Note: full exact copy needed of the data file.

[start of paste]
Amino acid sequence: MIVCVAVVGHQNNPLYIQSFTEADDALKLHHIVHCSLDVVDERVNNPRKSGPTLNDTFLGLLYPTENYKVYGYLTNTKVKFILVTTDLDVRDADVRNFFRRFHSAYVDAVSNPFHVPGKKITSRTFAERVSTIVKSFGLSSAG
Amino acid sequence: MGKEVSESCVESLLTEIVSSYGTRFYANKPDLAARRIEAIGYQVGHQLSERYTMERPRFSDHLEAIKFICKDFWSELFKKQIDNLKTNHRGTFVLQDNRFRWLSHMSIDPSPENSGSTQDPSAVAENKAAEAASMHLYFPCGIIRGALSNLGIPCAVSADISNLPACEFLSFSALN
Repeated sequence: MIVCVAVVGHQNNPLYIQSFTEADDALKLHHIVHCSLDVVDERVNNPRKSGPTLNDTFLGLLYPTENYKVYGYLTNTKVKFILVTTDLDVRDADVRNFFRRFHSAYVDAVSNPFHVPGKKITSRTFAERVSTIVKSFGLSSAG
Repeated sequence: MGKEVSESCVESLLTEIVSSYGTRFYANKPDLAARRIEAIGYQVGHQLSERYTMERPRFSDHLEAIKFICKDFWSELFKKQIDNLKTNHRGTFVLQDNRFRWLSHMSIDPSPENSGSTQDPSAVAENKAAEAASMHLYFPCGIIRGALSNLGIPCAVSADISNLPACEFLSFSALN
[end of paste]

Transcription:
Amino acid sequence: MIVCVAVVGHQNNPLYIQSFTEADDALKLHHIVHCSLDVVDERVNNPRKSGPTLNDTFLGLLYPTENYKVYGYLTNTKVKFILVTTDLDVRDADVRNFFRRFHSAYVDAVSNPFHVPGKKITSRTFAERVSTIVKSFGLSSAG
Amino acid sequence: MGKEVSESCVESLLTEIVSSYGTRFYANKPDLAARRIEAIGYQVGHQLSERYTMERPRFSDHLEAIKFICKDFWSELFKKQIDNLKTNHRGTFVLQDNRFRWLSHMSIDPSPENSGSTQDPSAVAENKAAEAASMHLYFPCGIIRGALSNLGIPCAVSADISNLPACEFLSFSALN
Repeated sequence: MIVCVAVVGHQNNPLYIQSFTEADDALKLHHIVHCSLDVVDERVNNPRKSGPTLNDTFLGLLYPTENYKVYGYLTNTKVKFILVTTDLDVRDADVRNFFRRFHSAYVDAVSNPFHVPGKKITSRTFAERVSTIVKSFGLSSAG
Repeated sequence: MGKEVSESCVESLLTEIVSSYGTRFYANKPDLAARRIEAIGYQVGHQLSERYTMERPRFSDHLEAIKFICKDFWSELFKKQIDNLKTNHRGTFVLQDNRFRWLSHMSIDPSPENSGSTQDPSAVAENKAAEAASMHLYFPCGIIRGALSNLGIPCAVSADISNLPACEFLSFSALN